I’ve been to Machu Picchu more than 15 times this year alone — most of those outside the current busy tourist season. Ever time I find myself taking more photos of places where the Incas actually integrated the mountain itself into their construction.
In modern times, we tend to destroy then built on top of what’s left. The Incas had a completely different approach that was founded on their reverence for nature instead of today’s desire to dominate and take from nature instead of sharing life with it.
I’m not going to get into Inca cosmology or mysticism regarding nature, but suffice it to say that I am fascinated with how they integrated nature into their construction.
This photo gallery is a series of pics showing only a small sample of the many examples of the symbiosis of nature and Inca architecture.
[While there’s no particular order or arrangement to these, be sure to click on the individual photos to see them larger!]
A number of stones throughout Machu Picchu are carved into the shape of arrows pointing the way to certain important points of interest to the Incas. How many can you find?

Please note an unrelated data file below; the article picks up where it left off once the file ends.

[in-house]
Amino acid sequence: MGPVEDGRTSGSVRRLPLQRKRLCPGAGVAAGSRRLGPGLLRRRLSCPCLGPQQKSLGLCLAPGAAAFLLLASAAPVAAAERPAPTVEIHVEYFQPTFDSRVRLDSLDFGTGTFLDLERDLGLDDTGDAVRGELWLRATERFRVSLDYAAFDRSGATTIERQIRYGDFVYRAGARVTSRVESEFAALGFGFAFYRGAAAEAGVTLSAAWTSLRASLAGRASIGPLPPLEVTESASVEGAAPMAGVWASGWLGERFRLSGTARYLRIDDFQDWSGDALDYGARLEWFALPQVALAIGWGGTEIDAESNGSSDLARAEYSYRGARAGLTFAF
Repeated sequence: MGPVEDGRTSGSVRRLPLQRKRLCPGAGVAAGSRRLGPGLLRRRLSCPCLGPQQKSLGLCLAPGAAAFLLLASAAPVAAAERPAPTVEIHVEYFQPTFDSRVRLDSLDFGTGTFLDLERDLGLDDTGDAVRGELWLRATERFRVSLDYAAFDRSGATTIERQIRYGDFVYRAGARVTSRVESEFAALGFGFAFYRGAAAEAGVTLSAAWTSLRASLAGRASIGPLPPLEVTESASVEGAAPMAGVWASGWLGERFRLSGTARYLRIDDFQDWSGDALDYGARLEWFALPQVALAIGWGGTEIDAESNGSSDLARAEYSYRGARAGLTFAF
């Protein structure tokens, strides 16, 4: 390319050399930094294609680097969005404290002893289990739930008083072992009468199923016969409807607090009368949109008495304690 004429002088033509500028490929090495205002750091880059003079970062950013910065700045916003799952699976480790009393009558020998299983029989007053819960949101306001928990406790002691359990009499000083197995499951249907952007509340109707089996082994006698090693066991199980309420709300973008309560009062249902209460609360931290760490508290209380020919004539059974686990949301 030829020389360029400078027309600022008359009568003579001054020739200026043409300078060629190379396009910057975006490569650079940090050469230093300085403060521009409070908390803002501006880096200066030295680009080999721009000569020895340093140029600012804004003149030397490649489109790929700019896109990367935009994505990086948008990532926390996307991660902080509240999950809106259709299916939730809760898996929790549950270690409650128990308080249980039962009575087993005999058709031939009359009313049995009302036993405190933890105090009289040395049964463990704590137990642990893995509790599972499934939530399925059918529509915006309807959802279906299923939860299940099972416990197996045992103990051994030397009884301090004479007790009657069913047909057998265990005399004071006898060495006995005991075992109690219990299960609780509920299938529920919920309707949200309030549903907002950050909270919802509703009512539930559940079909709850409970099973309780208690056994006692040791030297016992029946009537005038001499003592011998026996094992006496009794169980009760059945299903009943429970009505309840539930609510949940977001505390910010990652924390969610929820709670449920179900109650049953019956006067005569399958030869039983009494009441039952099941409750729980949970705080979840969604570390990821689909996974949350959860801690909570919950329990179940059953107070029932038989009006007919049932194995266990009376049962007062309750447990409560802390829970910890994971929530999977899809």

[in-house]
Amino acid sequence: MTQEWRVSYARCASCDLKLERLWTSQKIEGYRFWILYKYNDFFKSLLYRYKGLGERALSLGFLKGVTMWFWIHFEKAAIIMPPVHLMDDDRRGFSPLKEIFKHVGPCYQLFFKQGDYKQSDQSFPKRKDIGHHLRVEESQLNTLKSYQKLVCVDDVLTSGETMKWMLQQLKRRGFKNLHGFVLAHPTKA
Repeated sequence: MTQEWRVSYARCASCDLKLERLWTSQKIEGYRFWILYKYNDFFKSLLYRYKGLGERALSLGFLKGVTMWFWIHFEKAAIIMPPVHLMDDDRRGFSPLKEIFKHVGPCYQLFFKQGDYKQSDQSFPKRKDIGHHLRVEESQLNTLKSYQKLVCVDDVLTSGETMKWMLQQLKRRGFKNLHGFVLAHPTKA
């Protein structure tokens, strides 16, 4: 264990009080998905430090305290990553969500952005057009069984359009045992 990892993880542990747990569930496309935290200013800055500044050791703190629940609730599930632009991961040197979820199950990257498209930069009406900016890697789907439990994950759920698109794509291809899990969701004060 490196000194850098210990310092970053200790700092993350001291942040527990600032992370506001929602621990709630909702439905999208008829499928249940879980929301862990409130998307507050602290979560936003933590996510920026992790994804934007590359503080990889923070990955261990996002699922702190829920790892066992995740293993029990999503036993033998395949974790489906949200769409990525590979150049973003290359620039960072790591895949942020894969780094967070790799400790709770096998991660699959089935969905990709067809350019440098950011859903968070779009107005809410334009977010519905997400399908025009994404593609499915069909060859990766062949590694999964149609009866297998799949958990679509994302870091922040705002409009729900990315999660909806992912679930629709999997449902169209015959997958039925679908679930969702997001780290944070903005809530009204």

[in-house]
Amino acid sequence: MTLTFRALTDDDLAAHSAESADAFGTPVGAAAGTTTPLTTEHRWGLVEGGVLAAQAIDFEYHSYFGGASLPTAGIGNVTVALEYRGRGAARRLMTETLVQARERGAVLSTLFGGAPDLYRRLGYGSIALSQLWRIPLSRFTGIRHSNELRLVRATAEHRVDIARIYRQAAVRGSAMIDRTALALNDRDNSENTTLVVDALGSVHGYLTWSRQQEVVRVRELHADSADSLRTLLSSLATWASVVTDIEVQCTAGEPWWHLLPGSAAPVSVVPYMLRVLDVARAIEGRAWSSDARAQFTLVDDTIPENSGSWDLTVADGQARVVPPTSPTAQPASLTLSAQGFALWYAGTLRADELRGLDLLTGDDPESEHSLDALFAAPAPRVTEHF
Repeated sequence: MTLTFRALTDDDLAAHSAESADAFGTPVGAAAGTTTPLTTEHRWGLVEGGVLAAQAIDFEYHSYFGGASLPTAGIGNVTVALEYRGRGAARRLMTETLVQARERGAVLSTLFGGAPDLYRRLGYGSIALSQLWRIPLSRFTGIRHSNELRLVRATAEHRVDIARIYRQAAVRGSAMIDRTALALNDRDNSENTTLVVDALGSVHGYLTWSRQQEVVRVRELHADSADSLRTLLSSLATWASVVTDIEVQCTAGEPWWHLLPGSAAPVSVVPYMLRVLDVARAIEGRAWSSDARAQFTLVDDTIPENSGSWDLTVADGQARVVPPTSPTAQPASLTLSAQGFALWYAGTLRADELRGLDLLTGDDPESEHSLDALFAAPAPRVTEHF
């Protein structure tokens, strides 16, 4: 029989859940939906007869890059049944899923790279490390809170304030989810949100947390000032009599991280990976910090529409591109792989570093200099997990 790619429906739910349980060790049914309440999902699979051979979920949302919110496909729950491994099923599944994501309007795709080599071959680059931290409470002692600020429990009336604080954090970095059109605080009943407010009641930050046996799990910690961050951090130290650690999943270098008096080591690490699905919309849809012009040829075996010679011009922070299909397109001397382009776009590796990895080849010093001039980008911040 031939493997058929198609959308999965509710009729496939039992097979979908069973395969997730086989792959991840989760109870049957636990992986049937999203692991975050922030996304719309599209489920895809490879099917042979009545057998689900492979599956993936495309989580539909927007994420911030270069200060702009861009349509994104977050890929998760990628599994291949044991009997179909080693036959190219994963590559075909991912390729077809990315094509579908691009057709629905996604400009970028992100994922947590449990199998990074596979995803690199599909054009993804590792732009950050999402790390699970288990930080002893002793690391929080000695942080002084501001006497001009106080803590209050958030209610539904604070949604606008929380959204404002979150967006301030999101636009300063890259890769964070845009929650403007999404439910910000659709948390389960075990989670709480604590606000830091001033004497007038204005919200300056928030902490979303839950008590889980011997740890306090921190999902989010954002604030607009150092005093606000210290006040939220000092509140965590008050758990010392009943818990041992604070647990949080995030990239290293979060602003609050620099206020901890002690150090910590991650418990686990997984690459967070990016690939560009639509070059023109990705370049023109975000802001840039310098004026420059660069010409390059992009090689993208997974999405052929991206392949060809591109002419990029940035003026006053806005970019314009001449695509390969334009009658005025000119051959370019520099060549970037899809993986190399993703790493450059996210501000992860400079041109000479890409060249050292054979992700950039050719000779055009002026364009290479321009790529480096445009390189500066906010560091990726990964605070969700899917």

I found the stone on the left after climbing up on it to get a better view. I have not been able to determine where it is pointing , but was deliberately carved.
The stone on the right also points in a direction that is not so obvious. I have not checked it’s alignment on a map — maybe next time — but it may be pointing south toward Ausangate. Interestingly, on the winter solstice (June 21), it’s shadow points in a completely different direction towards the distant ruins of Llactapata which obviously had an important relationship to Machu Picchu.
The one photo that almost every tourist misses is the main entrance to Machu Picchu shown above. Everyone takes photos from above while standing in the doorway, but what they miss is the view that the Incas intended — the sight of Huayna Picchu aligned perfectly behind the door and the main entrance passage.
I don’t believe that Inca engineers built anything without a purpose. Their sense of integration with the not only the geology of their surroundings, but also the geography, is unmatched and worthy of further study. It is amazing how everything was integrated with precision and planning that tourists never know.
People who come to Machu Picchu are understandably awed at the beauty of the architecture and it’s fantastic location high on top of a jungle mountain, but what they see only touches the surface of what Machu Picchu really is.
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